Review by Ann-Katrin Günzel
I leave my darkened apartment and sip coffee across the street while 1,500 cans are shaken across town…
… With those words, Larissa Kekule, freelance art critic and author, sets out to accompany the 1UP crew and Moses & TapsTM sprayers all night long. For three years she has been constantly on the road with them, in Berlin, Düsseldorf, Hamburg and Cologne, and now in her new book SIGNED, she reports on these forays, on observations, experiences and conversations, that initially led to the KUNSTFORUM BOOK WRITINGS NOW. Aesthetics of the Illegal (Vol. 260 / May-June 2019) has now led to this novel. The research on her approach to “an art in the field of tension between civil disobedience and the freedom of ‘nevertheless’,” as can be read in the spine of the book, is marked by the author’s great curiosity, an equally great desire to spend hours at a time waiting for the right time and finally an even greater pleasure in the work. When trains are plotted it is always an adventure with uncertain outcome, despite the most careful planning and arrangements.A very interesting report gives insight into the background and underground.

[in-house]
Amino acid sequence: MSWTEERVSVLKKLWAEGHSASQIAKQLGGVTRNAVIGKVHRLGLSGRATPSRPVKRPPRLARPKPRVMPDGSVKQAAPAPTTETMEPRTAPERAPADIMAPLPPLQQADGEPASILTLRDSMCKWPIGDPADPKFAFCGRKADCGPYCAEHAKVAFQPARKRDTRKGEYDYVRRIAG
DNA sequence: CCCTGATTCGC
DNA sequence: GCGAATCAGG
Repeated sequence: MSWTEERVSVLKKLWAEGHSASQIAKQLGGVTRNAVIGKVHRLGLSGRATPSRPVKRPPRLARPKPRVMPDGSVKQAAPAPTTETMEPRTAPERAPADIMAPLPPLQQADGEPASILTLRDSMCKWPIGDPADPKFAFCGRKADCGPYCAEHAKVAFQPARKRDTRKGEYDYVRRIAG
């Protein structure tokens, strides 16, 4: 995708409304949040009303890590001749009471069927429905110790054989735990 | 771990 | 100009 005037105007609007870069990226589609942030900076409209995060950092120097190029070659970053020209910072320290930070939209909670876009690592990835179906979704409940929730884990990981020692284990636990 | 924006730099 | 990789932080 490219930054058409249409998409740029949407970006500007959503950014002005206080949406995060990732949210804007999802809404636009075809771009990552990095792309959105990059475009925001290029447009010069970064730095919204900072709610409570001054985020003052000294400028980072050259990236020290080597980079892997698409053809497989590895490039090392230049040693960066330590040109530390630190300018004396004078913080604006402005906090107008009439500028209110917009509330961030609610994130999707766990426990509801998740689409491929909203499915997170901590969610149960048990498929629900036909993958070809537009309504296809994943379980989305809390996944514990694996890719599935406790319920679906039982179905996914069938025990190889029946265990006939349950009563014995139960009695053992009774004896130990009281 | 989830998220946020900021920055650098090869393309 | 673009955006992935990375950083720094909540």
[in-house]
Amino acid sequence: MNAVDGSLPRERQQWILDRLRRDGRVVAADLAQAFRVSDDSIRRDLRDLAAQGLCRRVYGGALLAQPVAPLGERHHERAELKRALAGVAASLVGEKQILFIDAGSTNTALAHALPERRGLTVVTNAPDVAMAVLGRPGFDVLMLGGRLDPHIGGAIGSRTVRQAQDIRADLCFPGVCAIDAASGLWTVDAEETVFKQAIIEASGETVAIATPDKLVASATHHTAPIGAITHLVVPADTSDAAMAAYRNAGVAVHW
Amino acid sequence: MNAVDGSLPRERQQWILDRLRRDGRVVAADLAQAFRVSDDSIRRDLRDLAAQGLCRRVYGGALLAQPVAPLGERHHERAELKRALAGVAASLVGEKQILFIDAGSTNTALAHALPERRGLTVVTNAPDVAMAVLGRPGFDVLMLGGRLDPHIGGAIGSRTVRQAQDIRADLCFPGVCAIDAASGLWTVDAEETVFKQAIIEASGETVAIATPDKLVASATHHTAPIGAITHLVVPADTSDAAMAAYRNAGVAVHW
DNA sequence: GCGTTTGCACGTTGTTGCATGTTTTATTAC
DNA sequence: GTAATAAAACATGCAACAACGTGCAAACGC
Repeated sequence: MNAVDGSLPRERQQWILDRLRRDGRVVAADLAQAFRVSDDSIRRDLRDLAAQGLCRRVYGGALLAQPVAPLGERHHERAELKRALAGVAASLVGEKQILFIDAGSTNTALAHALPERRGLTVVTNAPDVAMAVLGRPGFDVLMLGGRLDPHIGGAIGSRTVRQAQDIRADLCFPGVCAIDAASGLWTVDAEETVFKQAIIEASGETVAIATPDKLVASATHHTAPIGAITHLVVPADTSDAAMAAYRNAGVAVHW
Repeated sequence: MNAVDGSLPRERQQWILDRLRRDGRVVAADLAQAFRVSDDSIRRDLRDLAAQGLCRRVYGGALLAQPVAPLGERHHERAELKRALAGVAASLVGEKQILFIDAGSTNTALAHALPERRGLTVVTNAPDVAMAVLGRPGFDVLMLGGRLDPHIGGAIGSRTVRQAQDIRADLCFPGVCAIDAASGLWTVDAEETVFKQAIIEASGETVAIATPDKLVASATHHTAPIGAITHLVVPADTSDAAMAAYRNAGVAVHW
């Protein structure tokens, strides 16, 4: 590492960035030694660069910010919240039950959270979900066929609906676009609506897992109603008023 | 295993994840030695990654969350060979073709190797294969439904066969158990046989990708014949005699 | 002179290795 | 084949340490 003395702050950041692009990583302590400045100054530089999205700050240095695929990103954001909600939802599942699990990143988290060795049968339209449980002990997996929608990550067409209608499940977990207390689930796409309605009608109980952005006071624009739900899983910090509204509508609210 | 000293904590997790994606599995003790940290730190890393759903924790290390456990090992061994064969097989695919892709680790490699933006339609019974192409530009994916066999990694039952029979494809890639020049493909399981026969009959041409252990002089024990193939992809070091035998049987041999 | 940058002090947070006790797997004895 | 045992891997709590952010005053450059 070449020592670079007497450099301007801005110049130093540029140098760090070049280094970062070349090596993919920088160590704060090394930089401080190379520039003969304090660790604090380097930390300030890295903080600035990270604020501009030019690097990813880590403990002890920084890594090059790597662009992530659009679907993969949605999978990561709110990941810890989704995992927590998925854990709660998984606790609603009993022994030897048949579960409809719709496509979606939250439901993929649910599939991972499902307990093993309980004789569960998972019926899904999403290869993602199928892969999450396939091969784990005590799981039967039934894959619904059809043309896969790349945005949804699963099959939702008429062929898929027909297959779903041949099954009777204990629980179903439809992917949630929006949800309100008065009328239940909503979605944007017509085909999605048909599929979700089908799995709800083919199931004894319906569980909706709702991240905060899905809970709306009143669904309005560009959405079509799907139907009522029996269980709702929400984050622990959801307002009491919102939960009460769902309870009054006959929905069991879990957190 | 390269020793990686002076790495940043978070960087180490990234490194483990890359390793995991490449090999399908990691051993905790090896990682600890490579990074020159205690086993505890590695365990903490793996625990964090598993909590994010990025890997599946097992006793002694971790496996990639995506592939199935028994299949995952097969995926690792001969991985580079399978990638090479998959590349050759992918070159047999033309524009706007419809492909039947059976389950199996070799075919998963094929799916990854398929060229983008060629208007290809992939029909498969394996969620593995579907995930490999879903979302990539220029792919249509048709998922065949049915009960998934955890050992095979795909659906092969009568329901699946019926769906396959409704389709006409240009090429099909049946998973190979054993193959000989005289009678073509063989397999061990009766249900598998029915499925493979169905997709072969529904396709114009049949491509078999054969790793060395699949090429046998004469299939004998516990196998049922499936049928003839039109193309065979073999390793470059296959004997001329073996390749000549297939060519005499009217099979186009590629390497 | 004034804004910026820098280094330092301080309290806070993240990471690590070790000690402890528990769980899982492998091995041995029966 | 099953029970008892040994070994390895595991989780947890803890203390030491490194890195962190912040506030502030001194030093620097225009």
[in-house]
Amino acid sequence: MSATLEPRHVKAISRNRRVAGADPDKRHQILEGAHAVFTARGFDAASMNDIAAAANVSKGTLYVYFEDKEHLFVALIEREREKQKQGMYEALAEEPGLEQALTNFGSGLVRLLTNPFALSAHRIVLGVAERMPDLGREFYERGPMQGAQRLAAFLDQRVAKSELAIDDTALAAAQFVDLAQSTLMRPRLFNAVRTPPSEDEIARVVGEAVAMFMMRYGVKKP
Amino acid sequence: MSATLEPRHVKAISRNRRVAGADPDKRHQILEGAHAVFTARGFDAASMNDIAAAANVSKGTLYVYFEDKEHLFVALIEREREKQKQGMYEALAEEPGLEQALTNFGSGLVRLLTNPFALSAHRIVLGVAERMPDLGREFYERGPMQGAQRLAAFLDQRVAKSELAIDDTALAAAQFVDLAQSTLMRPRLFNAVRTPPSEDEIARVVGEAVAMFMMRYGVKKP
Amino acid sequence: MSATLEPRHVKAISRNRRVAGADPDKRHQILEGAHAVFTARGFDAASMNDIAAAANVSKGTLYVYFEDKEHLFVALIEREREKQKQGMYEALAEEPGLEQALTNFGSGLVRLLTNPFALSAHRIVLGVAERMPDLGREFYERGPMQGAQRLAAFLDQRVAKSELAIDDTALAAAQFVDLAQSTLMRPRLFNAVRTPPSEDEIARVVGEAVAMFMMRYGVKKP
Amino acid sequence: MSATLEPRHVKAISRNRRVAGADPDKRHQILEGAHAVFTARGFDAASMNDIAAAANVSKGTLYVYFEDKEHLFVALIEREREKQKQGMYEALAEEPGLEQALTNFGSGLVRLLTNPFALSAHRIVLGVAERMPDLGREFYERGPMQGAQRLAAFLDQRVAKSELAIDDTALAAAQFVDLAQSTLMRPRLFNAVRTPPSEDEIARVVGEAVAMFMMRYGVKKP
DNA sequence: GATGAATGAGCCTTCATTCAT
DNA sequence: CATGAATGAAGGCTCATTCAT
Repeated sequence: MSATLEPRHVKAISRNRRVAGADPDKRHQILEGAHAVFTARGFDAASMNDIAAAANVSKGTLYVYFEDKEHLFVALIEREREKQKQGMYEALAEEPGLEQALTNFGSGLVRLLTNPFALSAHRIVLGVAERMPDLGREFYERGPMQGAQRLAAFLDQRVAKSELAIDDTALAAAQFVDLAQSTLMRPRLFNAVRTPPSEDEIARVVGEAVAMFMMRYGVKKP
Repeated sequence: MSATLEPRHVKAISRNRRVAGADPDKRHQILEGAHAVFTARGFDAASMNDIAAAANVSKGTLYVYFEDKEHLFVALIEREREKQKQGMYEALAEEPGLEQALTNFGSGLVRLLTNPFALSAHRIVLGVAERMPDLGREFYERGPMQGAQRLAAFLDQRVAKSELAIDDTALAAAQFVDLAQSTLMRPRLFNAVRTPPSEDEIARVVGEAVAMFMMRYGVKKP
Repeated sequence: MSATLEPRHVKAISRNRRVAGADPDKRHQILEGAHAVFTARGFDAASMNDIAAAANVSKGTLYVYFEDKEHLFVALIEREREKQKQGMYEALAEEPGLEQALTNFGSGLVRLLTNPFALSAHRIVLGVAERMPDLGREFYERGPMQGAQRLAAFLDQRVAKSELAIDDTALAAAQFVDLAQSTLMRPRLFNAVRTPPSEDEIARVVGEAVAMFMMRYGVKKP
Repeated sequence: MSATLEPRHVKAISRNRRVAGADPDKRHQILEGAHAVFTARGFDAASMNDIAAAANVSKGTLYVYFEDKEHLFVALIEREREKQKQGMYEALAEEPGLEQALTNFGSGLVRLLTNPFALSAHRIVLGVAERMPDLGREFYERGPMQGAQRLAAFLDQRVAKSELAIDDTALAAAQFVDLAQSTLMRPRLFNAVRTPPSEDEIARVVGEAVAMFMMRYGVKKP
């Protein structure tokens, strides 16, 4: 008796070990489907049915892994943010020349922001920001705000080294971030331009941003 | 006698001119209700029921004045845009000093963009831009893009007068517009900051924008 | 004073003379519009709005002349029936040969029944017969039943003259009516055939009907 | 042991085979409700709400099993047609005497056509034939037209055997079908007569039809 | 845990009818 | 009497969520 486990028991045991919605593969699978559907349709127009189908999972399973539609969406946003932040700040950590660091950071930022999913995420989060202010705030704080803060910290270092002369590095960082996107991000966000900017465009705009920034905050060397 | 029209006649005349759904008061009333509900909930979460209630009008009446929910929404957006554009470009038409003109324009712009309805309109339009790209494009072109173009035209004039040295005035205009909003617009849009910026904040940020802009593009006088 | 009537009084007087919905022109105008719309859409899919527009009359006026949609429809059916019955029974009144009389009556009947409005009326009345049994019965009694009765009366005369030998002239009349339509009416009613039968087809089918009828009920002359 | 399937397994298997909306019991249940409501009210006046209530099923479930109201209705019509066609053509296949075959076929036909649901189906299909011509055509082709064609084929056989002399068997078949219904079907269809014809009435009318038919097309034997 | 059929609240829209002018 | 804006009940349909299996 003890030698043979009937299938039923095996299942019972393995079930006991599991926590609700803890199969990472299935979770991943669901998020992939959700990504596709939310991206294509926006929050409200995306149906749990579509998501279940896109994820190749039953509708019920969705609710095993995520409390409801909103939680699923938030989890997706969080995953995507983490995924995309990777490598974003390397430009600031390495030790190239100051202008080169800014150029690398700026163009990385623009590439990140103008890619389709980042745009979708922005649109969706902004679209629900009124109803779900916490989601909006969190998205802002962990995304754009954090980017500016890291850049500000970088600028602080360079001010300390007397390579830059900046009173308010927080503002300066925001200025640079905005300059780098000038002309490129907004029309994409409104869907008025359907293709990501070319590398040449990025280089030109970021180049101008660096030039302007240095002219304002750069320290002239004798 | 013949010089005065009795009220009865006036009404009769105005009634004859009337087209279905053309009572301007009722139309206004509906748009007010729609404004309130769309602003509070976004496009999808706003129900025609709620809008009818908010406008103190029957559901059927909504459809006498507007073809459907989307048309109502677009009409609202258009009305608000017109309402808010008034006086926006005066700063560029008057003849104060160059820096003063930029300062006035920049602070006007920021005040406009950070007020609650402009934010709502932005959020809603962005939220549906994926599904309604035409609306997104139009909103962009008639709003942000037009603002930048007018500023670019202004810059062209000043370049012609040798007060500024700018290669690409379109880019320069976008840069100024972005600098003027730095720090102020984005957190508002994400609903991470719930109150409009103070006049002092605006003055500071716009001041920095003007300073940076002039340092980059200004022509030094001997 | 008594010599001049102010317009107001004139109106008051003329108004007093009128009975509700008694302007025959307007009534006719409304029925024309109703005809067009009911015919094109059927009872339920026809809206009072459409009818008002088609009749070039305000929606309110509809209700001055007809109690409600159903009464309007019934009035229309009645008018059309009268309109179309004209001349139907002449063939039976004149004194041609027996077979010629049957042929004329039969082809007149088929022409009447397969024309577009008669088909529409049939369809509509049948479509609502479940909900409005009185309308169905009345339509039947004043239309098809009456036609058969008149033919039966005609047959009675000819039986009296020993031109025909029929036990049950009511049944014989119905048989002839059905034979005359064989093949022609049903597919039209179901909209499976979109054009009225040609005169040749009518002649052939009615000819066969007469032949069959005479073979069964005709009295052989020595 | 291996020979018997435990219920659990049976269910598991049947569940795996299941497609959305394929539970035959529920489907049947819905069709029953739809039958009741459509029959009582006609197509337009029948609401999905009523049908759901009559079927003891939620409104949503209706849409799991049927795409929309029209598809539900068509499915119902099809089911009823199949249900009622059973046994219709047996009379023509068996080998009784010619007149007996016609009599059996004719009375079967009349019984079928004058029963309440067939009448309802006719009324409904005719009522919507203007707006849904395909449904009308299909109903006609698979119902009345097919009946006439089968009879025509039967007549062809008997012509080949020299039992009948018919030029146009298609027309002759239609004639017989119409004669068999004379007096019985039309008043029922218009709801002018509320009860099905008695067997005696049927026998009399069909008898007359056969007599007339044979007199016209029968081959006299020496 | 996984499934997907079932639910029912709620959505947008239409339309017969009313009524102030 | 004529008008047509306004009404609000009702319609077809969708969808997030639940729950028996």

So you can learn a lot in these 300 pages about backflips and full droppers and the difference someone can make whether someone sprays the S-Bahn or the ICE. Larisa Kekule also comes to the point that spraying trains is mostly a collective action, a process that is planned and carried out together, in which it also becomes unimportant who draws lines, who draws who shoots and who watches.
This autobiographical story impresses with the author’s openness, her highly personal approach as an art historian who engages with questions of contemporary image viewing and comes to the conclusion that these illegal spray-paints in and of themselves exert a tremendous charm on them and give them a sense of calm. That there are people who corrupt (ruling) regimes. In doing so, she also demonstrates that it is about more than just a portrayal, as the disruptive nature of these illegal actions also reformulates the question of who owns the city. The problem of gentrification, now also known in small towns, and the criticism of landed property and unfair power relations, which is firmly entrenched in the capitalist system in Western societies, runs through many nightly conversations in a Berlin kebab shop and repeatedly points to graffiti as its subversion. Also the function of disorder, which is necessary to remind people in a democracy that besides the haves there are many poor and that social injustice is not due to social discussions by oppression but by nurturing and discussion can only be resolved in this way.
The book is published by dcv-Verlag, ISBN: 978-3-96912-121-4, more info: www.dcv-books.com
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